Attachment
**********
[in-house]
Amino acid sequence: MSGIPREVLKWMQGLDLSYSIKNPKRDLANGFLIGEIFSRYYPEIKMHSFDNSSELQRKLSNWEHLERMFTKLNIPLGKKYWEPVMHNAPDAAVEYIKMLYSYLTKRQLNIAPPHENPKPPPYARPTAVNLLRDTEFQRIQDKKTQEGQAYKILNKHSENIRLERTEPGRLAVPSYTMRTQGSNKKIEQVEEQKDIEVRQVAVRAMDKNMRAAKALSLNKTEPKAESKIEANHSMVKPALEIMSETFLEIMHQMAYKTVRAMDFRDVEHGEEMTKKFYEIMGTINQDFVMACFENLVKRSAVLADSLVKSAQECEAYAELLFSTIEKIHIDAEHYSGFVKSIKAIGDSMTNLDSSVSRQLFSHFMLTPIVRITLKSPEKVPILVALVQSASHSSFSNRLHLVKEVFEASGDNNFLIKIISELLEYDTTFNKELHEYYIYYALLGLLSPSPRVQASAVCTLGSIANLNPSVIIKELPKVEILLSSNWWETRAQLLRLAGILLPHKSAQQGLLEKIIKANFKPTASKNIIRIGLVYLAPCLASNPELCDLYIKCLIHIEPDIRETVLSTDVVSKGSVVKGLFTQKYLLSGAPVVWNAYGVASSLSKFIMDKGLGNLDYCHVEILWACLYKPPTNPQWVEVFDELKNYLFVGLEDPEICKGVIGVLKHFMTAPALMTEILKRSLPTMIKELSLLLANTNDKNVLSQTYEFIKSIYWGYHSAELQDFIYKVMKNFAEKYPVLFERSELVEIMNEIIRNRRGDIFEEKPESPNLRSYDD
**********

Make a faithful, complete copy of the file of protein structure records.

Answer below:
[in-house]
Amino acid sequence: MSGIPREVLKWMQGLDLSYSIKNPKRDLANGFLIGEIFSRYYPEIKMHSFDNSSELQRKLSNWEHLERMFTKLNIPLGKKYWEPVMHNAPDAAVEYIKMLYSYLTKRQLNIAPPHENPKPPPYARPTAVNLLRDTEFQRIQDKKTQEGQAYKILNKHSENIRLERTEPGRLAVPSYTMRTQGSNKKIEQVEEQKDIEVRQVAVRAMDKNMRAAKALSLNKTEPKAESKIEANHSMVKPALEIMSETFLEIMHQMAYKTVRAMDFRDVEHGEEMTKKFYEIMGTINQDFVMACFENLVKRSAVLADSLVKSAQECEAYAELLFSTIEKIHIDAEHYSGFVKSIKAIGDSMTNLDSSVSRQLFSHFMLTPIVRITLKSPEKVPILVALVQSASHSSFSNRLHLVKEVFEASGDNNFLIKIISELLEYDTTFNKELHEYYIYYALLGLLSPSPRVQASAVCTLGSIANLNPSVIIKELPKVEILLSSNWWETRAQLLRLAGILLPHKSAQQGLLEKIIKANFKPTASKNIIRIGLVYLAPCLASNPELCDLYIKCLIHIEPDIRETVLSTDVVSKGSVVKGLFTQKYLLSGAPVVWNAYGVASSLSKFIMDKGLGNLDYCHVEILWACLYKPPTNPQWVEVFDELKNYLFVGLEDPEICKGVIGVLKHFMTAPALMTEILKRSLPTMIKELSLLLANTNDKNVLSQTYEFIKSIYWGYHSAELQDFIYKVMKNFAEKYPVLFERSELVEIMNEIIRNRRGDIFEEKPESPNLRSYDD